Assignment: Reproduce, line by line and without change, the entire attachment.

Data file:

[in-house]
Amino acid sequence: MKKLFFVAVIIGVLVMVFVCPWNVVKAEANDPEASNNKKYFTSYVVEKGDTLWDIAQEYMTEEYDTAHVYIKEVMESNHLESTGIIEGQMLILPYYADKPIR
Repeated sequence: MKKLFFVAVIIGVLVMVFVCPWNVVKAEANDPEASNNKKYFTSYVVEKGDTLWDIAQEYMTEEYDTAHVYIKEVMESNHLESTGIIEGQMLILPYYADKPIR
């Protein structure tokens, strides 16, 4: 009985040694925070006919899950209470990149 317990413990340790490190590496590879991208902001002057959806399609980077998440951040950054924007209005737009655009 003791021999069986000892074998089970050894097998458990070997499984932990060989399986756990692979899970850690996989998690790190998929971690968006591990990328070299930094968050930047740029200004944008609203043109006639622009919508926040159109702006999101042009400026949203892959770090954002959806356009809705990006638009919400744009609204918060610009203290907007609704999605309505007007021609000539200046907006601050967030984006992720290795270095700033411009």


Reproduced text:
[in-house]
Amino acid sequence: MKKLFFVAVIIGVLVMVFVCPWNVVKAEANDPEASNNKKYFTSYVVEKGDTLWDIAQEYMTEEYDTAHVYIKEVMESNHLESTGIIEGQMLILPYYADKPIR
Repeated sequence: MKKLFFVAVIIGVLVMVFVCPWNVVKAEANDPEASNNKKYFTSYVVEKGDTLWDIAQEYMTEEYDTAHVYIKEVMESNHLESTGIIEGQMLILPYYADKPIR
């Protein structure tokens, strides 16, 4: 009985040694925070006919899950209470990149 317990413990340790490190590496590879991208902001002057959806399609980077998440951040950054924007209005737009655009 003791021999069986000892074998089970050894097998458990070997499984932990060989399986756990692979899970850690996989998690790190998929971690968006591990990328070299930094968050930047740029200004944008609203043109006639622009919508926040159109702006999101042009400026949203892959770090954002959806356009809705990006638009919400744009609204918060610009203290907007609704999605309505007007021609000539200046907006601050967030984006992720290795270095700033411009």